I am using my Shapeoko for a small production environment (it works great), but one of the very slow steps of the operation is “drilling” holes. It takes forever! This isn’t a question on how to make the machine do a drill operation, but more looking for feedback on an idea I had to speed this process up.
My material is HDPE that is 3/8" thick, so it is pretty soft and I am using a 1/8" O Flute bit. Instead of setting the toolpath to start at the top of the work piece, then slowly core out the hole, I was thinking I could set the start depth to something 5/16" (tricking the machine into drilling straight down at the start). It seems like one variable I would need to control is the plunge rate to make sure the bit doesn’t get lowered too fast. The holes I am drilling are only slightly larger than the 1/8" bit. Before I send work pieces flying and bits shattering… thought I would ask if anyone has tried this? or you see any issues with my logic.
*** This is soft-ish plastic and wouldn’t expect this method to work on hardwood etc.
To be honest, I don’t know what the difference is between a single flute and an O-flute other than O-flute is the recommended type of bit to use for plastic.
I am using Carbide Create, so limited to “pocket” for creating a hole. Helical would probably be much faster. It sounds like I should go ahead and do some experimenting. Carbide Create is weird with small holes. Sometimes it plunges, circles, lifts out of the hole and other times it plunges, circles, plunges without lifting back out. Can’t seem to find a reason why it does that.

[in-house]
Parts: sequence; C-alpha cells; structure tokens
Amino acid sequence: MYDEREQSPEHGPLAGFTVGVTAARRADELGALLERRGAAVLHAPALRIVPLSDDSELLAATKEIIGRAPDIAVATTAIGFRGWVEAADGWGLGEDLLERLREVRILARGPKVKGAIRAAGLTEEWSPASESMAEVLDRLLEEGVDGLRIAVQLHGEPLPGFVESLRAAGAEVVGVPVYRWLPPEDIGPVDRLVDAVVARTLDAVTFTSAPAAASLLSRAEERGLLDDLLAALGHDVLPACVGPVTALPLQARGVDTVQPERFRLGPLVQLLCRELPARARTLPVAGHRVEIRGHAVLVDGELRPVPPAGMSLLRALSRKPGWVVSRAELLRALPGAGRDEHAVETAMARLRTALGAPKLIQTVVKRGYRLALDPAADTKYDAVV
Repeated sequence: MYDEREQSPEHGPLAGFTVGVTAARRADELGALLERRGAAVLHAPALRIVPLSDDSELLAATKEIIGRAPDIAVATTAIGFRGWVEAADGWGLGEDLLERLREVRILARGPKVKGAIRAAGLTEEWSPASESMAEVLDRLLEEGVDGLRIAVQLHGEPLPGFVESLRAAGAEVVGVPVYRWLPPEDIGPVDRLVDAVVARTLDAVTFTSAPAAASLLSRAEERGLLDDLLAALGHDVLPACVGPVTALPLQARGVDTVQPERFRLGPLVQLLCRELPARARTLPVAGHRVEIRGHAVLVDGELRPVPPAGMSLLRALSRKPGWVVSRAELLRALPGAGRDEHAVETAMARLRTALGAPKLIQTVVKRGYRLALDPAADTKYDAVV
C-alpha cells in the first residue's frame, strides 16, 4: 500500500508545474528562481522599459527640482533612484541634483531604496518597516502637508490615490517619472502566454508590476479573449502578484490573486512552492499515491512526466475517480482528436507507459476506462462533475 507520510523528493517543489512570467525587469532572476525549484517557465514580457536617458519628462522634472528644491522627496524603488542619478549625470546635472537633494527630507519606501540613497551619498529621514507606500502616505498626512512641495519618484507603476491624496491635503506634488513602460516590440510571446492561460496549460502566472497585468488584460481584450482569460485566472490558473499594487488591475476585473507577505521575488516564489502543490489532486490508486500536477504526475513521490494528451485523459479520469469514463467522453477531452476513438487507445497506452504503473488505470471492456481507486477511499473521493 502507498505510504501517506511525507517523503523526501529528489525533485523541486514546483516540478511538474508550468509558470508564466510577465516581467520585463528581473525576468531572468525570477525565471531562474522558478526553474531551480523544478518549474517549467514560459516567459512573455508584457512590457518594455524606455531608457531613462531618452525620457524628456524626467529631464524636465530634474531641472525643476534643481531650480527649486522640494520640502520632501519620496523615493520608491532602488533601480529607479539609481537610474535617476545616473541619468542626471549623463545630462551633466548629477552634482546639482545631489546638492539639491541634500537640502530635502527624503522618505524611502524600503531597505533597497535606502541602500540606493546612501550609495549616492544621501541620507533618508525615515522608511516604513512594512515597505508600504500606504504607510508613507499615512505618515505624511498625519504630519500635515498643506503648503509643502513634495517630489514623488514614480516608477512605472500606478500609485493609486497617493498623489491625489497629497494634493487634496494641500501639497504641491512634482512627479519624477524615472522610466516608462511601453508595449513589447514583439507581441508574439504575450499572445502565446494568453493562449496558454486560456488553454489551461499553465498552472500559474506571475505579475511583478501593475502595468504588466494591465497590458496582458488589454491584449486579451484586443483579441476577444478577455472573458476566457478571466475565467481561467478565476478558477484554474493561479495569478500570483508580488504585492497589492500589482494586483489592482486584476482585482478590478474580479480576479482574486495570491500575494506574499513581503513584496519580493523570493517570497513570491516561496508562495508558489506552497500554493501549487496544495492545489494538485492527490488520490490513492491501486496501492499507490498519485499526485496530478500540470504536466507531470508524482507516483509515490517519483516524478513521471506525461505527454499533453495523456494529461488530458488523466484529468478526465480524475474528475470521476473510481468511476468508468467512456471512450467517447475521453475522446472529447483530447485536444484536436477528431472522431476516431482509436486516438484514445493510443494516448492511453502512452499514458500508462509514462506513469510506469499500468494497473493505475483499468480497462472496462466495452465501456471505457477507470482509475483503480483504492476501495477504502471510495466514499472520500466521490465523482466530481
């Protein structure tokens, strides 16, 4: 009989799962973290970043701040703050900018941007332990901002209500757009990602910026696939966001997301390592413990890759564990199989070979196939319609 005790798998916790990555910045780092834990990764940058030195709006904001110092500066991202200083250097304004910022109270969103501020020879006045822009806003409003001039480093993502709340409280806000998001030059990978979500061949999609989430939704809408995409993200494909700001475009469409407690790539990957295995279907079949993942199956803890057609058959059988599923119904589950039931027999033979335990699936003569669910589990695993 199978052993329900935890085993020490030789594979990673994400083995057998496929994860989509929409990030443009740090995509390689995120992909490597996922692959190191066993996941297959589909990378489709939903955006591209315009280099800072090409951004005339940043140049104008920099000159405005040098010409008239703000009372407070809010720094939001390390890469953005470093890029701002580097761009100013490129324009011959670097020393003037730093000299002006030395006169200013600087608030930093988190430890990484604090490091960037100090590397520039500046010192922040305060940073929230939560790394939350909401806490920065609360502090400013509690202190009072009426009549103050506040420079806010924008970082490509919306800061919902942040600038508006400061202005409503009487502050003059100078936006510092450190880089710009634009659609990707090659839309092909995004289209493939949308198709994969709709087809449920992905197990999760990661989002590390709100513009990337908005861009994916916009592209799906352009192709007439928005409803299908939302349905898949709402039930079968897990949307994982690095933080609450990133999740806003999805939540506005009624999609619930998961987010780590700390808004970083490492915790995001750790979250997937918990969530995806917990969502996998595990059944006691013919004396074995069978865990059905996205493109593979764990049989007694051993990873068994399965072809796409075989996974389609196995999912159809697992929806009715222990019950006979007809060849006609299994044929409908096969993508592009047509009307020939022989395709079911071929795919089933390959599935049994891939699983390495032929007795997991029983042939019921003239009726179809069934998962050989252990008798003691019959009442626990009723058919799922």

The previous solution I came up with was to use an actual drill to drill the holes using a jigg I had made to ensure exact placement of the holes. The problem with using the drill was that it left a flared edge on the bottom of the work, which wasn’t as clean as I would like.
This helps a lot! Good call on the plunge rate and I should have known better because I get better results running my regular cuts faster.
So are you plunging almost to the bottom, then letting it cut out the pocket? My holes are slightly bigger than the bit, so my approach was to plunge it down almost to the bottom, let it do its pocket, then one more plunge to the bottom and let it do its pocket (2 passes). The other option would be to plunge just slightly further than the bottom and letting it pocket (one pass).
plunging 3/8" deep and pocketing in one pass might be pushing it with a 1/8" endmill, I would probably try two passes. Regular pockets, 5mm per pass. Maybe even start with 1/8" DPP, test to verify that it doesn’t break a sweat, then increase DPP. You may get away with 3/8" in one go, but don’t go breaking bits for me.
I can feel all metalheads having a stroke right now, good thing you are only milling HDPE
@myersd08 The drilling tool path added in 530 is awesome. It has saved me a lot of time on drilling holes in cribbage boards. I actually switched to high speed drill bits and dropped the RPM as low as it will go and am able to go way faster on each board now. Not sure how the HDPE will work with that but I would hope it would go much better for you. You should be able to choose the option to plunge right to the bottom with a drill bit and then it should be in and out quick.
This sounds like a great option! I have been buys making stuff, so haven’t upgraded and it seems like I have a good reason to go to the new version now. It sounds like if I need to drill a slightly bigger hole than my 1/8 bit (which I do), I could run a drill operation, then run a 2nd full depth “pocket” operation to get the hole to size. Obviously this has limitations, but doesn’t seem like a stretch to make a 3/16 hole this way. I do a full depth finishing pass on all my cutouts anyway, so I know this produces good results.
One question though… What do you use for a collet with your high speed drill bits? I only have 1/8 and 1/4 collets. HDPE is pretty soft, so I think i should be fine with my end mill but it would be nice to know for other applications.
The only problem I see is that I lose all that time staring at the machine while it slowly pockets holes out